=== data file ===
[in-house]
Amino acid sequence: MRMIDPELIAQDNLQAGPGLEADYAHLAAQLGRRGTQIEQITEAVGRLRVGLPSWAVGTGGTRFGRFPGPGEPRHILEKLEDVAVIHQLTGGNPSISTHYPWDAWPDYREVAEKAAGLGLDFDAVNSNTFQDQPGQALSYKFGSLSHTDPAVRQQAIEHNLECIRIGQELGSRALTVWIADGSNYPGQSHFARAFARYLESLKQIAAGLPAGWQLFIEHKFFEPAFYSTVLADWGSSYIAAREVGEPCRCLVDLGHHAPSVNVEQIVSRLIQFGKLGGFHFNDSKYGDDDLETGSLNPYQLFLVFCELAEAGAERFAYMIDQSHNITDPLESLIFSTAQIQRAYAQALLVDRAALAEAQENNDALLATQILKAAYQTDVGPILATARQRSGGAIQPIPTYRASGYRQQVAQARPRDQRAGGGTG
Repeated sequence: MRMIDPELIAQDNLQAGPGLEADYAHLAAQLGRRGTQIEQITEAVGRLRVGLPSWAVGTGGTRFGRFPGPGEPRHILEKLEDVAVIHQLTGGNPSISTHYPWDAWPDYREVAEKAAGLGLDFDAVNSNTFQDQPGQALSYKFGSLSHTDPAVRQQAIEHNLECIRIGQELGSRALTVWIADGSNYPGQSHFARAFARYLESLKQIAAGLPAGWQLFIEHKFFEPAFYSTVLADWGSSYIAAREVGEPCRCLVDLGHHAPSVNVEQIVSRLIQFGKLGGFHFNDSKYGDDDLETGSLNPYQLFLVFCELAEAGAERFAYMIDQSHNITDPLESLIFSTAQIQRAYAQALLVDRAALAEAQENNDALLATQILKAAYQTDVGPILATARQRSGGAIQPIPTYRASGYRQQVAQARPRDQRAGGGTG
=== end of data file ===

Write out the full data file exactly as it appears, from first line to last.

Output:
[in-house]
Amino acid sequence: MRMIDPELIAQDNLQAGPGLEADYAHLAAQLGRRGTQIEQITEAVGRLRVGLPSWAVGTGGTRFGRFPGPGEPRHILEKLEDVAVIHQLTGGNPSISTHYPWDAWPDYREVAEKAAGLGLDFDAVNSNTFQDQPGQALSYKFGSLSHTDPAVRQQAIEHNLECIRIGQELGSRALTVWIADGSNYPGQSHFARAFARYLESLKQIAAGLPAGWQLFIEHKFFEPAFYSTVLADWGSSYIAAREVGEPCRCLVDLGHHAPSVNVEQIVSRLIQFGKLGGFHFNDSKYGDDDLETGSLNPYQLFLVFCELAEAGAERFAYMIDQSHNITDPLESLIFSTAQIQRAYAQALLVDRAALAEAQENNDALLATQILKAAYQTDVGPILATARQRSGGAIQPIPTYRASGYRQQVAQARPRDQRAGGGTG
Repeated sequence: MRMIDPELIAQDNLQAGPGLEADYAHLAAQLGRRGTQIEQITEAVGRLRVGLPSWAVGTGGTRFGRFPGPGEPRHILEKLEDVAVIHQLTGGNPSISTHYPWDAWPDYREVAEKAAGLGLDFDAVNSNTFQDQPGQALSYKFGSLSHTDPAVRQQAIEHNLECIRIGQELGSRALTVWIADGSNYPGQSHFARAFARYLESLKQIAAGLPAGWQLFIEHKFFEPAFYSTVLADWGSSYIAAREVGEPCRCLVDLGHHAPSVNVEQIVSRLIQFGKLGGFHFNDSKYGDDDLETGSLNPYQLFLVFCELAEAGAERFAYMIDQSHNITDPLESLIFSTAQIQRAYAQALLVDRAALAEAQENNDALLATQILKAAYQTDVGPILATARQRSGGAIQPIPTYRASGYRQQVAQARPRDQRAGGGTG